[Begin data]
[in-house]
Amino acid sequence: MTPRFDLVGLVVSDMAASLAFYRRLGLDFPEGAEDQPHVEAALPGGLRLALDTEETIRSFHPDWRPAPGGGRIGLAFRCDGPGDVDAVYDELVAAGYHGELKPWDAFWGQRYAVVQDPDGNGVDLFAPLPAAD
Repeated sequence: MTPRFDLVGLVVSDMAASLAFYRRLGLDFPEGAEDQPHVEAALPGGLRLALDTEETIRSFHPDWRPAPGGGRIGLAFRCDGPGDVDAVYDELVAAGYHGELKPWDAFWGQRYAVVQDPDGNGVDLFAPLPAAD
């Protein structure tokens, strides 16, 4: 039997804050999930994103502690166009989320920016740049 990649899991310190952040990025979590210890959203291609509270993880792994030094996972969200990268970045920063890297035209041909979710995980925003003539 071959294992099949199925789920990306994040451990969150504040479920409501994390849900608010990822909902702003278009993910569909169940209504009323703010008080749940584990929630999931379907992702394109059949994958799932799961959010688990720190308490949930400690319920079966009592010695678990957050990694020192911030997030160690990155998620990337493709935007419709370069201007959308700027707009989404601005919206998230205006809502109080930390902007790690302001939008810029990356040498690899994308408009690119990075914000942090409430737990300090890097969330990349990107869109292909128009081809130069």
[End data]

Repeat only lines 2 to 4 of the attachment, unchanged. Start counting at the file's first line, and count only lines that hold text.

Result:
Amino acid sequence: MTPRFDLVGLVVSDMAASLAFYRRLGLDFPEGAEDQPHVEAALPGGLRLALDTEETIRSFHPDWRPAPGGGRIGLAFRCDGPGDVDAVYDELVAAGYHGELKPWDAFWGQRYAVVQDPDGNGVDLFAPLPAAD
Repeated sequence: MTPRFDLVGLVVSDMAASLAFYRRLGLDFPEGAEDQPHVEAALPGGLRLALDTEETIRSFHPDWRPAPGGGRIGLAFRCDGPGDVDAVYDELVAAGYHGELKPWDAFWGQRYAVVQDPDGNGVDLFAPLPAAD
């Protein structure tokens, strides 16, 4: 039997804050999930994103502690166009989320920016740049 990649899991310190952040990025979590210890959203291609509270993880792994030094996972969200990268970045920063890297035209041909979710995980925003003539 071959294992099949199925789920990306994040451990969150504040479920409501994390849900608010990822909902702003278009993910569909169940209504009323703010008080749940584990929630999931379907992702394109059949994958799932799961959010688990720190308490949930400690319920079966009592010695678990957050990694020192911030997030160690990155998620990337493709935007419709370069201007959308700027707009989404601005919206998230205006809502109080930390902007790690302001939008810029990356040498690899994308408009690119990075914000942090409430737990300090890097969330990349990107869109292909128009081809130069």